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Reference ID Created Released Classification Origin
06MOSCOW6229 2006-06-08 13:35 2011-08-30 01:44 CONFIDENTIAL Embassy Moscow

DE RUEHMO #6229/01 1591335
P 081335Z JUN 06

C O N F I D E N T I A L SECTION 01 OF 02 MOSCOW 006229 
E.O. 12958: DECL: 06/08/2016 
Classified By: Ambassador William J. Burns.  Reasons: 1.4 (B/D). 
1. (C) SUMMARY:  Former Russian President Mikhail Gorbachev 
announced at a June 7 meeting with foreign journalists that 
he and a political ally, Duma Deputy Aleksandr Lebedev, had 
purchased a 49 percent stake in the fiercely independent 
newspaper "Novaya Gazeta."  They made the purchase from the 
newspaper's staff, which retains majority control.  Lebedev 
told the Ambassador that same day that he and Gorbachev would 
not interfere in the editorial content of the newspaper, 
which he hoped would retain its independence.  Speculating 
that Lebedev might use the newspaper to attack his chief 
political rival, Moscow Mayor Yuriy Luzhkov, some observers 
were quick to bemoan the sale.  The deal appears to give a 
much needed financial boost to what has been a fiercely 
independent newspaper, and there is some reason to hope that 
its new ownership structure will not threaten that 
independence.  END SUMMARY. 
2. (U) At the end of a June 7 speech at the World Association 
of Newspapers conference, Gorbachev announced that he and 
Lebedev had acquired a 49 percent stake in Novaya Gazeta. 
Lebedev bought 39 percent of the newspaper's shares, with 
Gorbachev buying 10 percent.  Details about the purchase 
price have not been revealed.  According to some press 
reports, the deal had been in the works for at least a few 
months, with Gorbachev and Lebedev having reportedly acquired 
the shares as private individuals rather than as 
representatives of commercial entities.  Gorbachev, who had 
invested part of his 1990 Nobel Prize money to help found the 
newspaper in 1996, stressed in his conference remarks that 
Russia needs an objective and independent press. 
3. (C) Novaya Gazeta is among the last bastions of media 
independence on the national scene.  It is fiercely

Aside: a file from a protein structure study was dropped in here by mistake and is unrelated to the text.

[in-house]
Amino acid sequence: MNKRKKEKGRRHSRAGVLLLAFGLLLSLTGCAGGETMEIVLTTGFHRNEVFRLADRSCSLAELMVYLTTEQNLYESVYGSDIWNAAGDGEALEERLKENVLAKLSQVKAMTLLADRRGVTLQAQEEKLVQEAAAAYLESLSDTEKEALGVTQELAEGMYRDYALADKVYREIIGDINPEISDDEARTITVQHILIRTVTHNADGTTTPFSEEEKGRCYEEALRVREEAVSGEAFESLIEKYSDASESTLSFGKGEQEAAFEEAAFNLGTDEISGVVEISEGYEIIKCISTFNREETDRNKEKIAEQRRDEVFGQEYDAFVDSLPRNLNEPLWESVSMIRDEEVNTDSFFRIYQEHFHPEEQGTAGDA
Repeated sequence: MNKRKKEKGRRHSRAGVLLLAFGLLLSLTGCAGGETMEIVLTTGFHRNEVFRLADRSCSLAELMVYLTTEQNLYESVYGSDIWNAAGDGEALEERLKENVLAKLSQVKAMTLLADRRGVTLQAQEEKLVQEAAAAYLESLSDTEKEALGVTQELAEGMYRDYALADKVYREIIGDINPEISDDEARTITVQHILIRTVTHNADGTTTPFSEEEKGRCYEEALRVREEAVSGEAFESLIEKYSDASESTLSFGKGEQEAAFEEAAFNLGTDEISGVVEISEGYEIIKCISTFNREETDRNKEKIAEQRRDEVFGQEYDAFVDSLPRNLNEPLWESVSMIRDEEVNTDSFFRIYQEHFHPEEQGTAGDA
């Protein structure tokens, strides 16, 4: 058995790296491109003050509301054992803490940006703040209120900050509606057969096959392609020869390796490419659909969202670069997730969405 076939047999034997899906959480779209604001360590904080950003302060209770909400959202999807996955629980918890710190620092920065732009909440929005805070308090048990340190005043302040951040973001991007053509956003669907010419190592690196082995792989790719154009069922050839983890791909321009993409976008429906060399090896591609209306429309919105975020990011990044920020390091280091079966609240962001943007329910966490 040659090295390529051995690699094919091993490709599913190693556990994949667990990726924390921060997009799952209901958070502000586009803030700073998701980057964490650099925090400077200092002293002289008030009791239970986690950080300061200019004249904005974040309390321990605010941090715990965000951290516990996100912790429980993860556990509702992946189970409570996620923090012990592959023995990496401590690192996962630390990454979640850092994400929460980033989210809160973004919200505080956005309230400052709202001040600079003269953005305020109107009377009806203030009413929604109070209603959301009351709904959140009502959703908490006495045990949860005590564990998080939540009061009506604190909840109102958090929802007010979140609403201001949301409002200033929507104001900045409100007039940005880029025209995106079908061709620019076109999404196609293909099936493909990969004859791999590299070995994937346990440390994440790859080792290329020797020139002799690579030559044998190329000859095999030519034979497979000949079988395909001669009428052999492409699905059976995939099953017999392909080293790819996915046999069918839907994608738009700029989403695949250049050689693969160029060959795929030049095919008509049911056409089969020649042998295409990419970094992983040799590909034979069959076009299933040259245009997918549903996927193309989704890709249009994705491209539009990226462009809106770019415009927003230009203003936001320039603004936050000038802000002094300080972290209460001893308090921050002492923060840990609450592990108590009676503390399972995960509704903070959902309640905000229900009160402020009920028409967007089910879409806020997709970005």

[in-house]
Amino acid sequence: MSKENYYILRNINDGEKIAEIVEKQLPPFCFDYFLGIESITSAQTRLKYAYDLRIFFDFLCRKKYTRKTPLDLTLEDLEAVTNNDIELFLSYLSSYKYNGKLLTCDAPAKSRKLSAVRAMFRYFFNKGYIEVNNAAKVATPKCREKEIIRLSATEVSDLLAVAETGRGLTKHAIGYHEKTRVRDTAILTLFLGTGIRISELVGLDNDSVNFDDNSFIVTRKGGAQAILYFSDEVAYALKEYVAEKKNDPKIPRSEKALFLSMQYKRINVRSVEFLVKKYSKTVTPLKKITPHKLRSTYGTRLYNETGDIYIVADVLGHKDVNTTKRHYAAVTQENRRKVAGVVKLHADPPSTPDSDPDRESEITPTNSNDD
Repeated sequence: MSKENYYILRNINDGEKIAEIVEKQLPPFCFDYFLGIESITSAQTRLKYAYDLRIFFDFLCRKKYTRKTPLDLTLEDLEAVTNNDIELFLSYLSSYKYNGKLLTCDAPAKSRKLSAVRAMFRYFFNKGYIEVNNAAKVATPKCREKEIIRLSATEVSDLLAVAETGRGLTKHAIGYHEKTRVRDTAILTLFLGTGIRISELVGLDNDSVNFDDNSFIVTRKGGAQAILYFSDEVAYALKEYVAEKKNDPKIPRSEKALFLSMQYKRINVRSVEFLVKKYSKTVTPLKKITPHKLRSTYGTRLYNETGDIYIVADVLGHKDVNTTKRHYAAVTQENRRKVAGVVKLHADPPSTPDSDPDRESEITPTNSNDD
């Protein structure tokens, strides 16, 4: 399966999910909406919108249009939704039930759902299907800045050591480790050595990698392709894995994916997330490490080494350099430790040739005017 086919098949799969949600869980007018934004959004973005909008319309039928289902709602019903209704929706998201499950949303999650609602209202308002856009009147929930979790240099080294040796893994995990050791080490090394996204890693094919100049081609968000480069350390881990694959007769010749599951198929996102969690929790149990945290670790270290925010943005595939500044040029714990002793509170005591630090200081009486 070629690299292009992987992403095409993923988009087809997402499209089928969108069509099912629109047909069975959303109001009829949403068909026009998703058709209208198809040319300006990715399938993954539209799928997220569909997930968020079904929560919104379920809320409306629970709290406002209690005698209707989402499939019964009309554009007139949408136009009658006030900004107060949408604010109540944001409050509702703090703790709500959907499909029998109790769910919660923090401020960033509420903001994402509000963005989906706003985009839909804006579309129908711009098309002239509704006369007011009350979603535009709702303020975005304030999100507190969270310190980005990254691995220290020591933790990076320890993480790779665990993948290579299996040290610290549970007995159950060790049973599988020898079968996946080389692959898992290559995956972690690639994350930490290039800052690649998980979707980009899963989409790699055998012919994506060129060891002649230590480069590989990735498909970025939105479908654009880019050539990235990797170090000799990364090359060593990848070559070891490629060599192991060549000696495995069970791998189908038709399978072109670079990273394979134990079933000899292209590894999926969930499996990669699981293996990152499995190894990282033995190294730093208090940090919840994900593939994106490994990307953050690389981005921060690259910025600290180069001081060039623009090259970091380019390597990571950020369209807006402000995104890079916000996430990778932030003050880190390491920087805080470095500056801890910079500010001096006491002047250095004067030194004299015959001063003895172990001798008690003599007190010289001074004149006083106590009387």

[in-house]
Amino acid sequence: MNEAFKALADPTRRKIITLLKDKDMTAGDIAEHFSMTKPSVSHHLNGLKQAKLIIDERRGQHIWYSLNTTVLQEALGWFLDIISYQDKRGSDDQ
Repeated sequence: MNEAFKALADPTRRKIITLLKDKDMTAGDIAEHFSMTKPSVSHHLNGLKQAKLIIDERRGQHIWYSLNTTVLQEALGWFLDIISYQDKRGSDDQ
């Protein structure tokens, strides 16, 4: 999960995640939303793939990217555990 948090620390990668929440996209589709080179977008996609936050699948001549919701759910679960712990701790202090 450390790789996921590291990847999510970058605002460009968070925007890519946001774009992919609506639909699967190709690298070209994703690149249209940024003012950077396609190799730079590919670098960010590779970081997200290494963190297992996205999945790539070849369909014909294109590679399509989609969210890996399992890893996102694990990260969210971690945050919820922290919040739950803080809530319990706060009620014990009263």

independent, known for hard-hitting investigative journalism 
exposing high-level corruption and for Anna Politkovskaya's 
reports about government human rights abuses in the North 
Causasus.  Deputy editor Andrey Lipskiy has long been telling 
us that the editorial team sees its goal as being to provide 
reporting critical of the Kremlin, and that that role is 
becoming increasingly important in the current political 
4. (C) Both Gorbachev and Lebedev, who is a billionaire 
businessman and member of the pro-Kremlin United Russia 
party, said publicly following the announcement that they 
would not interfere in the newspaper's content.  In a meeting 
with the Ambassador shortly after Gorbachev made the 
announcement, Lebedev said the purchase had been made in the 
genuine expectation that Novaya Gazeta would retain its 
independence, and that neither he nor Gorbachev had any 
intention of interfering in what was published.  He expressed 
uncertainty whether the Kremlin would seek to pressure Novaya 
Gazeta, and said that his United Russia partymates were 
probably not happy with his commitment to the newspaper's 
independence.  A long-time political rival of Moscow Mayor 
Yuriy Luzhkov, against whom he has run for mayor, Lebedev 
would not rule out attacks on the newspaper by Luzhkov and 
his wife, prominent businesswoman Yelena Baturina. 
5. (C) Novaya Gazeta editor-in-chief Dmitriy Muratov told us 
June 8 that he had received Gorbachev's personal assurances